Wilhelmina Minneapolis: Old Brand, New Office

A&E got the skinny on the latest modeling and talent agency on the Twin Cities’ block.

Shannon Ryan

Though Minneapolis may not be regarded as a fashion capital, our presence as a marketplace in the talent and entertainment industry is still impactful. While we may be more suitable for Cheerios than Chanel, our industrial prowess is what lured mega modeling brand Wilhelmina Models to launch an affiliate office in the Twin Cities metropolis.

Wilhelmina Minneapolis is one of 11 global extensions of the Wilhelmina Models brand. It’s a full-service modeling and talent agency and one of the top brands in the world of fashion. Though an independently owned office, the Minneapolis agency was trained in the Wilhelmina Models’ philosophy: to build and diversify its brand in the fashion industry. Minneapolis was chosen as an affiliate location because of its rich commercial market.

“The clientele here is huge — Target, Best Buy, Polaris, 3M, General Mills, Buffalo Wild Wings and Great Clips, among others,” said Eric Slater, agency director for Wilhelmina Minneapolis. “It’s a huge market, and people here honestly just don’t realize it.”

“You’ve got major corporations that are nationwide and/or global, and there’s a lot of talent to be showcased through them,” Slater said.

The faces we see on products in stores such as Target and Best Buy are local faces mostly belonging to agencies within the Twin Cities.

Our commercial market is what allows the modeling and talent industry to thrive here, and that naturally is Wilhelmina’s main focus. High fashion shows aren’t a top priority for Wilhelmina models because of the lack of paid shows in our area.

“It’s rare to find a fashion show in Minneapolis that pays the models,” Slater said. “In commercial work there is a hell of a lot more money to be made, because it is product-based.”

Though booking runway gigs isn’t the agency’s specialty, it will occasionally staff local fashion shows to give its newest models premier practice on the runway.

“We have a lot of individuals in our development program, so we’ll send them to no-pay fashion shows just so they can get some experience,” said Angela Puckett, senior booking agent at Wilhelmina Minneapolis.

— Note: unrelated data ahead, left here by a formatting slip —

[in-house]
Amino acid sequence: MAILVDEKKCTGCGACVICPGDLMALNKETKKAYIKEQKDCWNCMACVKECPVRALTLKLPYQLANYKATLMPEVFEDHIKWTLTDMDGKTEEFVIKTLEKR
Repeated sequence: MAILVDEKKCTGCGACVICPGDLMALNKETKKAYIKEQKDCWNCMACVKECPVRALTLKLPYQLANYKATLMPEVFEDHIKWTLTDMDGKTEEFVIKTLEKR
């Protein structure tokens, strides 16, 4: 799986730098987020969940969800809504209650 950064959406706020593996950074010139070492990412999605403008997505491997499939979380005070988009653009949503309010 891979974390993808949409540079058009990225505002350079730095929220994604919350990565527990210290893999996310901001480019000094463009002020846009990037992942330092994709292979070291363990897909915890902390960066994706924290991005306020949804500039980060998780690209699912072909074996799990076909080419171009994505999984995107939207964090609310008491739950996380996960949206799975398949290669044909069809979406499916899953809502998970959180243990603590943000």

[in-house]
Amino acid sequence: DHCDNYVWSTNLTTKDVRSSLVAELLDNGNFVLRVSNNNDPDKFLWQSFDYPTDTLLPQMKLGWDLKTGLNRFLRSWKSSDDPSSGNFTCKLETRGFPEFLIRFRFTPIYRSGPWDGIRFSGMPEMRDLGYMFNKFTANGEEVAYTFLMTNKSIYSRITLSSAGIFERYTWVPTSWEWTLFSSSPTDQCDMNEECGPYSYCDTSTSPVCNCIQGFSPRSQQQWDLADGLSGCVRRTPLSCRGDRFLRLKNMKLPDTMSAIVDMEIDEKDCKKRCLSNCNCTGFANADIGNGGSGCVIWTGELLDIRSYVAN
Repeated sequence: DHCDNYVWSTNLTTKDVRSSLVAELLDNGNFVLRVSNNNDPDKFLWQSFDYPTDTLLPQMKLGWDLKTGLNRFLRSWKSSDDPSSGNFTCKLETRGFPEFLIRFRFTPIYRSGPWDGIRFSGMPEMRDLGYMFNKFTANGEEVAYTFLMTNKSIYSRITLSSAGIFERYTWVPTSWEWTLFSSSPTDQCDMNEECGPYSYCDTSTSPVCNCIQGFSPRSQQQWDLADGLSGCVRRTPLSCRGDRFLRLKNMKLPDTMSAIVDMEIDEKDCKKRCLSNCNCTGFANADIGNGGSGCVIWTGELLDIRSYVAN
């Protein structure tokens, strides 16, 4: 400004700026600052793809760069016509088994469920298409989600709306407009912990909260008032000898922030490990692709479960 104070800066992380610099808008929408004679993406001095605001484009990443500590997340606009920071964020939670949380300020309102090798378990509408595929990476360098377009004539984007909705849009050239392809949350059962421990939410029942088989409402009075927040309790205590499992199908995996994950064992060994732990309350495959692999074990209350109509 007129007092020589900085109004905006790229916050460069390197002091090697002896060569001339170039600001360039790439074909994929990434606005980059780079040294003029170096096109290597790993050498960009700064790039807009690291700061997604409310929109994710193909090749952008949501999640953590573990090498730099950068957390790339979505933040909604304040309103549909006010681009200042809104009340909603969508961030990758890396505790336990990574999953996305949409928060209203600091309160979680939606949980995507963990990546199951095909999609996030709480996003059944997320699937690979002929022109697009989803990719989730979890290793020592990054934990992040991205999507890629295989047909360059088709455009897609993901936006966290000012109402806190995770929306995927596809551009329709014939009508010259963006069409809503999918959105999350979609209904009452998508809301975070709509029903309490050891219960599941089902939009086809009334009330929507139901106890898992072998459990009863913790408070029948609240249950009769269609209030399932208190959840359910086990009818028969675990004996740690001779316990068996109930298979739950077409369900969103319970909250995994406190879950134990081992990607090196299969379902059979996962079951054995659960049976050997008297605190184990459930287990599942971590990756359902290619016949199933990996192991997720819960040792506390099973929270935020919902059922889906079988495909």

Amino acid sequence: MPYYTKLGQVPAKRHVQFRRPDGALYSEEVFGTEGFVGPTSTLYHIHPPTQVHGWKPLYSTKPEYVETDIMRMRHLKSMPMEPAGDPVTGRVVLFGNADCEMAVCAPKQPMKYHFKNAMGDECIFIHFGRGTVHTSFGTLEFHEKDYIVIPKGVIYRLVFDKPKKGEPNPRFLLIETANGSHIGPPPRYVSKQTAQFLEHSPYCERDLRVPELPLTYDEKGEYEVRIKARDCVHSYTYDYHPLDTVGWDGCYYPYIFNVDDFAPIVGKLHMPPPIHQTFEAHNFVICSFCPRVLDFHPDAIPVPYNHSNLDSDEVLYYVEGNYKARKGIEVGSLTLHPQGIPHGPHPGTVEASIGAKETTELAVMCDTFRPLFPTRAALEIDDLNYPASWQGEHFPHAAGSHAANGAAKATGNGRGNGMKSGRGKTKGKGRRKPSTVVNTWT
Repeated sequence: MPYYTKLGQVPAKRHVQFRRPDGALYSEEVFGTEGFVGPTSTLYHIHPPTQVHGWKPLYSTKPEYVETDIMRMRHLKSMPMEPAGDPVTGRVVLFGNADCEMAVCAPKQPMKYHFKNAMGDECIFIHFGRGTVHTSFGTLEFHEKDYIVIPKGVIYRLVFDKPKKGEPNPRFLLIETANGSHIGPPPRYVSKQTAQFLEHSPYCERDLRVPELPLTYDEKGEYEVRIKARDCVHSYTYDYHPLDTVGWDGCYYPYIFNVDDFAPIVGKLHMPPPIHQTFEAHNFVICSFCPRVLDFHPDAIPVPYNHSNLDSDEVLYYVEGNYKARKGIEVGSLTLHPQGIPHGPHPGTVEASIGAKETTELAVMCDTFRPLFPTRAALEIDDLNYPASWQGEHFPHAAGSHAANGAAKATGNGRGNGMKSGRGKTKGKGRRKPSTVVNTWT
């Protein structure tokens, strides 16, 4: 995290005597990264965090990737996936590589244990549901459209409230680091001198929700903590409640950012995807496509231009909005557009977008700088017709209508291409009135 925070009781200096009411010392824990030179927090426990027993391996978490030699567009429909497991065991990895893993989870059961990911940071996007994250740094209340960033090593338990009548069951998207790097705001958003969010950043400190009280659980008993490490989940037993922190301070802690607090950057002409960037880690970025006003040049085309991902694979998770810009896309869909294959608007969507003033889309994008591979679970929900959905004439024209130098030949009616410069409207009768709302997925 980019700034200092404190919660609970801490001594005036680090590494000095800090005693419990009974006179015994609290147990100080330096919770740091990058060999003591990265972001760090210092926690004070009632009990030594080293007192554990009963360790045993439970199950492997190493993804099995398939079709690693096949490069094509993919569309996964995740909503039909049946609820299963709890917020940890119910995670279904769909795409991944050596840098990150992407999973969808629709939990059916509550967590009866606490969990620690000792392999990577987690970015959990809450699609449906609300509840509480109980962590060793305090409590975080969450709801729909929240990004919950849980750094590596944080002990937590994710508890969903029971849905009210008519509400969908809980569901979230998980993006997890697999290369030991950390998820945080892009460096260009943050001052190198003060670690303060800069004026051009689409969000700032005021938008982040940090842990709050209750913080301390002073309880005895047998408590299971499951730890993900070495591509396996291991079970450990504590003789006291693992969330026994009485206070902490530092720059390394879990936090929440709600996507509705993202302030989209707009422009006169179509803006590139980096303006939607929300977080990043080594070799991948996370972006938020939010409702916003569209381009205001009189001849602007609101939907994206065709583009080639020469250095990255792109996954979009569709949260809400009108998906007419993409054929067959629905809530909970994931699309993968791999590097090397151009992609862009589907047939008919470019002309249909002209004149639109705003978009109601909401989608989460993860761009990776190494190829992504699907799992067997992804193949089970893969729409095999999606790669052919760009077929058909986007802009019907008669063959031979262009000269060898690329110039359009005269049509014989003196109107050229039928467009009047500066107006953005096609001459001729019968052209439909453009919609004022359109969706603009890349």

When seeking talent, the agency hosts open calls at its Minnetonka office. It looks for people that can be booked in our direct market.

“We aren’t looking for size 0s or 2s; we are looking for everyday-lookin’ people,” junior agent Calli Karter said. The Minneapolis market is what tailors the agency’s needs for models.

Aside from commercial appeal, personality is another key factor in signing an aspiring model to the agency.

“The industry is playing a chess game,” Slater said, “In an industry that is always judging, we have to see beyond the image directly in front of us.” People with bright personalities and social strengths will succeed in the industry; those lacking will not.

Upon signing a contract with Wilhelmina, the new talent works with the agency to prepare for meetings with potential employers. They train in fashion, acting and movement, no matter which of the three avenues they happen to be pursuing. It’s a development process.

If a model is appropriate for the main office locations in New York, Miami or Los Angeles, Wilhelmina will send the talent there to merge them into a higher-fashion scene. Height is the major requirement for this dispatch, and agents from those three offices do the selecting.

Wilhelmina is the biggest modeling and talent brand in the Twin Cities, but it’s also the newest agency on the block. Nevertheless, after less than a year in our metropolis, the agency already holds a strong presence. Wilhelmina’s biggest threat will be competing with old dogs in the local talent industry to hold true to its alpha brand.

“Susan Wehmann [Models and Talent Inc.] and Moore Creative [Talent Inc.] are the power agencies; they’ve been around forever,” Puckett said.